Entertainment, Manchester, News, Review

Review: Halsey @ Manchester Academy

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By Jack Holmes

Originally booked for a slot at the Academy 2, Halsey was moved to her spot after selling out the venue in near record time, then went ahead and sold out the Academy 1 as well. The queue for the venue began at around 9 o’clock in the morning and by the time of the 7 O’clock opening, the queue stretched all the way back to the Manchester Museum, that’s a pretty impressive queue for those of you who aren’t familiar with the area. A year ago Halsey was a barely known electro pop star, today she’s selling over 150,000 tickets on her first ever British tour. Not bad going at only 21.

But before we get around to Halsey we should discuss her supports. First up is Flor, a Los Angeles four piece here to introduce the crowd to their Silversun Pickups meets pop, indie synth. They put on a great show, solid soaring vocals seem to surprise the majority of the crowd who aren’t familiar with them, myself included.

They’re followed by Borns, stage name of Garrett Borns, another musician hailing from Los Angeles. With the rest of his band Borns seem to focus a little more on their stage show than their music. This wouldn’t necessarily have been a bad thing had they still have had the tracks to maintain the musical attention of the audience however no amount of hair swishing and posing can make up for lacklustre tracks. At their best Borns could have created a real ambience, however tonight seem to simply bore the younger fans here, a number of who actually decide to sit on the venues floor until Halsey makes an appearance. The audience wanted energy and Borns simply couldn’t match their need.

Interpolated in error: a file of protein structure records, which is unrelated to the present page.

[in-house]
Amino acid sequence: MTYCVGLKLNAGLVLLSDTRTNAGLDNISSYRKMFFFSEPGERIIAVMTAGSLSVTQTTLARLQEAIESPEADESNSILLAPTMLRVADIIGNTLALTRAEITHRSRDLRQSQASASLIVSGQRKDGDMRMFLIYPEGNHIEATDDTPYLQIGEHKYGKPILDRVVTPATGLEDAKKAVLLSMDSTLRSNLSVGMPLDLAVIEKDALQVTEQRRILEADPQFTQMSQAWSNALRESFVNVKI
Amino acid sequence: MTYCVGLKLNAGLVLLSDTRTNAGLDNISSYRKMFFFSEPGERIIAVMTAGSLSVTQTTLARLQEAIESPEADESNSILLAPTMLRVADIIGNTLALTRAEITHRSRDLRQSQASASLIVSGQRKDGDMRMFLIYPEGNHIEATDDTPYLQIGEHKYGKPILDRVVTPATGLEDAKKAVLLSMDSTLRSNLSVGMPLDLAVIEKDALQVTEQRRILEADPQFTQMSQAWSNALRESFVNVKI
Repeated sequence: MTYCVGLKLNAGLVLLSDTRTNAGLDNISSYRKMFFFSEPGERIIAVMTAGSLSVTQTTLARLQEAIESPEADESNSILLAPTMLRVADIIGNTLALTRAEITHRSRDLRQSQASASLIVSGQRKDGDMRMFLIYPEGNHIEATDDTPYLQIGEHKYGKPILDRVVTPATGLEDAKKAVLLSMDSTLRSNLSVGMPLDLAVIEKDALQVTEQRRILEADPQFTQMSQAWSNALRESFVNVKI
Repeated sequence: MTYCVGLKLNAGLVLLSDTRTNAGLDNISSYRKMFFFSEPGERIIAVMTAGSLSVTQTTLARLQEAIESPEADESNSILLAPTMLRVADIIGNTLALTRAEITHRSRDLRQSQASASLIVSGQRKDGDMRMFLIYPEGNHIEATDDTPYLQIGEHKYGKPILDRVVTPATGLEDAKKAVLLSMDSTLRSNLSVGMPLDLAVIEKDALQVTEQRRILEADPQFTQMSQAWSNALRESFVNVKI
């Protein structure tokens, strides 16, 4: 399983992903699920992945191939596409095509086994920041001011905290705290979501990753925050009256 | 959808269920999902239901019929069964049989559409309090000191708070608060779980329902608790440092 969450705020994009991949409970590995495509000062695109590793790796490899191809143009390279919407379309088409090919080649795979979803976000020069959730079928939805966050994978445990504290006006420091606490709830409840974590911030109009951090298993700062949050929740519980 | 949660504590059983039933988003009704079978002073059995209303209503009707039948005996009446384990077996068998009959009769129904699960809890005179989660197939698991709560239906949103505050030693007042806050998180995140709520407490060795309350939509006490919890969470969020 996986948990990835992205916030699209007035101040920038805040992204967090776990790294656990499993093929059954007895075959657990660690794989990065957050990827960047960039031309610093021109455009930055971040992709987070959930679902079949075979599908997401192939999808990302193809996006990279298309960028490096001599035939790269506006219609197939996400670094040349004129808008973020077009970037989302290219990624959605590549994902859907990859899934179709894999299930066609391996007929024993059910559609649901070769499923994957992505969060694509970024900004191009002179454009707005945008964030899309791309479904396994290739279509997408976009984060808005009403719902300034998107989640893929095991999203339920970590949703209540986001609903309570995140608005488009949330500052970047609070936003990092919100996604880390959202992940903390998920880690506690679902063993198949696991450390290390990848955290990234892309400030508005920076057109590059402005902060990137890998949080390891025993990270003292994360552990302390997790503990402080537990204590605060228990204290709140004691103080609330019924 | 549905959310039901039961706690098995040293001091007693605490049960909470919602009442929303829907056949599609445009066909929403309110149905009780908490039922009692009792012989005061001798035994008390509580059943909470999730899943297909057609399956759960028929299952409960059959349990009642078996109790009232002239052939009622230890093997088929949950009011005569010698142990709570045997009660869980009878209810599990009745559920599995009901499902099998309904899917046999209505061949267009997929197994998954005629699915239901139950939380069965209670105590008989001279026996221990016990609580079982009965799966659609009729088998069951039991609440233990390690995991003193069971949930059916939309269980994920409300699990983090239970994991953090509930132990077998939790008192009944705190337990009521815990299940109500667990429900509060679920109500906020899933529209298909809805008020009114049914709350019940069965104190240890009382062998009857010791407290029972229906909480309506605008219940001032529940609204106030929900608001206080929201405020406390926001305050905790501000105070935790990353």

Cb6SabFUsAAHI1MIt’s clearly apparent come the sound check for headlining Halsey that the majority of the crowd tonight have come with the singular purpose of seeing her in the flesh. Having built up the majority of her hardcore following through social media such as Tumblr and Youtube, tonights youthful crowd are more than happy to scream straight from the end of Borns set to the start of Halseys. This peaks as Halsey finally emerges to a scream that would’ve shattered windows if the venue had any. Opening straight into ‘Gasoline’ the fans start as they mean to go on, echoing every lyric, spoken word and song intro back at the New Jersey singer from the start of the set, right through the last moments of her encore.

Halseys also managed to stay at the forefront of the current live music trends, incorporating an effective light show and media element in the form of almost art show like videos which accompany each track. They add an extra layer to the show and really help set the crowds mood, presumably controlled from a member of crew rather than simply on time queues, it doesn’t stop Halsey interacting with the crowd throughout the show either. It’s a nice addition that allows less passionate fans who might not be as familiar with the artist lyrically, another reason to feel entertained for the night.

About the only issue of the night comes from the reason Halsey has such a large following so early in her career, her fans social media savviness. The entire room seems to be filled with a haze of raised cameras and phones throughout the night, a mild irritation at first, yet quickly becoming a real annoyance. It’s not a new issue that the live music industry has begun to be faced with either and you can read my full article on the issue here. You can also see what I mean in the video below (apologies for the lack of sound).

[youtube https://www.youtube.com/watch?v=Jp8BLKdRrPk&w=547&h=360]

The star of the night herself seems surprisingly comfortable on stage, impressive for an artist who hasn’t been touring for a particularly long spell of her career. If any of the audience were in any doubt as whether with only a sole album to her name Halsey would be able to perform effectively, a torrent of smiling faces leaving the building should be more than enough proof.

Did you attend Halseys sold out performance yesterday? Let us know what you thought at @holmesblogs and @humanityhallows

About the author / 


aAh! Magazine is Manchester Metropolitan University's arts and culture magazine.

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